Tongass National Forest & Admiralty Island
The Tongass National Forest is named for the Tongass group of the Tlingit people, who inhabited the southernmost areas of the Alaska panhandle near what is now Ketchikan.
At 17mm acres, the Tongass National Forest in southeastern Alaska is the largest national forest in the United States and the Earth’s largest remaining temperate rainforest. The Forest supports the habitat of many species of endangered and rare flora and fauna. Five species of salmon, brown and black bear, and Bald eagles abound throughout the Tongass.
Tongass National Forest encompasses the Inside Passage’s islands of the Alexander Archipelago and includes fjords, glaciers, and the Coastal Range mountains. A number of Alaska Native tribes live throughout Southeast Alaska including the Tlingit, Haida, and Tsimshian. Thirty-one different communities are located within the Forest; the largest is Juneau, the state capital, with a population of 31,000.
About forty percent of Tongass National Forest is composed of wetlands, snow, ice, rock, and non-forest vegetation, while the remaining ten million are forested. 4.5 million acres of the Tongass are preserved as wilderness areas including Misty Fjords and Admiralty Island which are national monuments.
Declared a national monument in 1978, Admiralty Island National Monument covers 955,747 acres of the Tongass National Forest with all but 18,351 acres of the monument part of the protected areas comprising the Kootznoowoo Wilderness. Western Hemlock, Sitka Spruce and Western Redcedar are the core of the monument’s rainforest vegetation with abundant wildlife including Grizzly and Black Bears, varieties of salmon, whales, mountain goats, and deer.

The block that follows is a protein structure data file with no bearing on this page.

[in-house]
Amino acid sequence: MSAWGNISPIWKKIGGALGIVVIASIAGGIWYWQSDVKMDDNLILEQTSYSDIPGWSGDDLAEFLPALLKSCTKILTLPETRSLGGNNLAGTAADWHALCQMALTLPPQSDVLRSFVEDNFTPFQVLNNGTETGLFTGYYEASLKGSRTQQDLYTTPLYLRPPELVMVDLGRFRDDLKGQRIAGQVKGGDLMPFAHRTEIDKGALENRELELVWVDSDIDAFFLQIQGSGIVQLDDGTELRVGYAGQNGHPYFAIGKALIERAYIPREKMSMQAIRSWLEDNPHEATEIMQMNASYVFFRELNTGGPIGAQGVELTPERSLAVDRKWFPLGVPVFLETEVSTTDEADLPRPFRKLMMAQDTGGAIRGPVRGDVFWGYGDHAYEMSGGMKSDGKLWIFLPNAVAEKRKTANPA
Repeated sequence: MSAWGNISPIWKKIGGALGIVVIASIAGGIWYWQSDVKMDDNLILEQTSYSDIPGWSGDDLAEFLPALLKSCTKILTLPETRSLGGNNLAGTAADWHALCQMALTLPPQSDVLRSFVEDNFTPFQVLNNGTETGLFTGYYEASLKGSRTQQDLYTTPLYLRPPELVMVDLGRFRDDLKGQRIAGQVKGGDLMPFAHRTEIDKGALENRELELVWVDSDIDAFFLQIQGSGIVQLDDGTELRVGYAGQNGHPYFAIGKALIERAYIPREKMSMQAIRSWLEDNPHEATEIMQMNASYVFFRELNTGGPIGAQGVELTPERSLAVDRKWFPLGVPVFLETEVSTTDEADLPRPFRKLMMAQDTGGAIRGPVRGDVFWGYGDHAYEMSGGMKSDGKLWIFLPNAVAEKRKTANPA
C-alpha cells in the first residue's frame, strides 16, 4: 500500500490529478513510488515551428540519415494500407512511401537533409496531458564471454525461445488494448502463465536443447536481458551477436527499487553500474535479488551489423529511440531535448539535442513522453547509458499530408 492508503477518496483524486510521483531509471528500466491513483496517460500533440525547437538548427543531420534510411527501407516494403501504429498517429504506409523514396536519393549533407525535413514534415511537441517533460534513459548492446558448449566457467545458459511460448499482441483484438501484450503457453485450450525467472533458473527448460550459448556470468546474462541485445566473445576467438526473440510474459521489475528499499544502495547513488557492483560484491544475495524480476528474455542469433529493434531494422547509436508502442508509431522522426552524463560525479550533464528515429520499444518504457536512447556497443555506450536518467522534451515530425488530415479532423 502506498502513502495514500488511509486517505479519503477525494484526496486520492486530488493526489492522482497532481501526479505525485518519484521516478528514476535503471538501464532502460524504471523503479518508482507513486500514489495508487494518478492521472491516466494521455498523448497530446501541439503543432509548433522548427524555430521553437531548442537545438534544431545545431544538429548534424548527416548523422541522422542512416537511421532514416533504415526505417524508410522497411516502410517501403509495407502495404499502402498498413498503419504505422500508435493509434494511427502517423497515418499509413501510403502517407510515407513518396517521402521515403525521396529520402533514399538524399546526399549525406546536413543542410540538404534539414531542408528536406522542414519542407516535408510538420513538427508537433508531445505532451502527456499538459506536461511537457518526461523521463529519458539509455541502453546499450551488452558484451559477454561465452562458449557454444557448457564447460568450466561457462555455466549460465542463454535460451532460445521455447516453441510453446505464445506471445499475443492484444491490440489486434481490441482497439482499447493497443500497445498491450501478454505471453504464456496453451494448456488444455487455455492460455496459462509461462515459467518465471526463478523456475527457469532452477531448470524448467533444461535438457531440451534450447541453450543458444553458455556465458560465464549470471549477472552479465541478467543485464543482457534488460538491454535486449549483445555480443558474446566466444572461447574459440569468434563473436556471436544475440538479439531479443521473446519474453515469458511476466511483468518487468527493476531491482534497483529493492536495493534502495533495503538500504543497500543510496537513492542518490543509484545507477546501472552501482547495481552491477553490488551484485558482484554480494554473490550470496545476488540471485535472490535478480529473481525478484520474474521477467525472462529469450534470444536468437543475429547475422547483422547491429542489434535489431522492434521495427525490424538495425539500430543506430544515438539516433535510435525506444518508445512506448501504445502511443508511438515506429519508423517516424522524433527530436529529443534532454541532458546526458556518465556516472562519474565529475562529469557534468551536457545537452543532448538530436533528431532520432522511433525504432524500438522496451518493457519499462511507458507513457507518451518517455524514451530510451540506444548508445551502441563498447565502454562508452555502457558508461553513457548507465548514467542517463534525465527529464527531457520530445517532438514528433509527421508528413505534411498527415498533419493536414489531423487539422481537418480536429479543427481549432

The Tongass also has several designated wilderness areas within it including Fords Terror Wilderness (with Tracy Arm, Endicott Arm and Dawes and Sawyer Glaciers) and the South Baranof Wilderness.
Fords Terror Wilderness was designated by the United States Congress in 1980 and is located 45 miles south of Juneau and extending over 653,179 acres and consists of two deep and narrow fjords: Tracy Arm and Endicott Arm. Both fjords are over 30 miles long and one-fifth of their area is covered in ice. Sawyer Glacier lies at the end of Tracy Arm and Dawes Glacier lies in Endicott Arm.
The wilderness is named for a U.S. Navy crewman named Ford who in 1899 paddled into a narrow waterway connected to Endicott Arm. For six hours he was caught in surging tidal currents, surrounded by massive, crashing icebergs. He survived the ordeal and ever since then, this finger-shaped waterway has been known as Ford's Terror.
Wildlife in the area includes black and brown bears, deer, wolves, harbor seals, and a variety of birds, such as arctic terns and pigeon guillemots with the occasional lucky sighting of mountain goats.
Designated as a protected area in 1980 and bordered to the west by the Gulf of Alaska and to the east by Chatham Strait, the South Baranof (Island) Wilderness hosts stunning scenery with granite glacier-scored mountains and beautiful saltwater fjords and valleys stretching over an expanse of 319,568 acres. Named for Alexander Baranof, the first governor of Russian America, the wilderness includes Mount Ada (4,528 feet high) and active glaciers blanket the hills above 2,000 feet, with lower elevations containing a coastal forest of spruce and hemlock.
The wildlife living in South Baranof includes brown bears, Sitka black-tail deer, mink, marten and river otters, trout and salmon (seasonally), as wells as eagles and shorebirds. Seals, sea lions, whales, and a large population of sea otters are often seen offshore, and crab, shrimp, herring, salmon and halibut support a diverse array of marine life.
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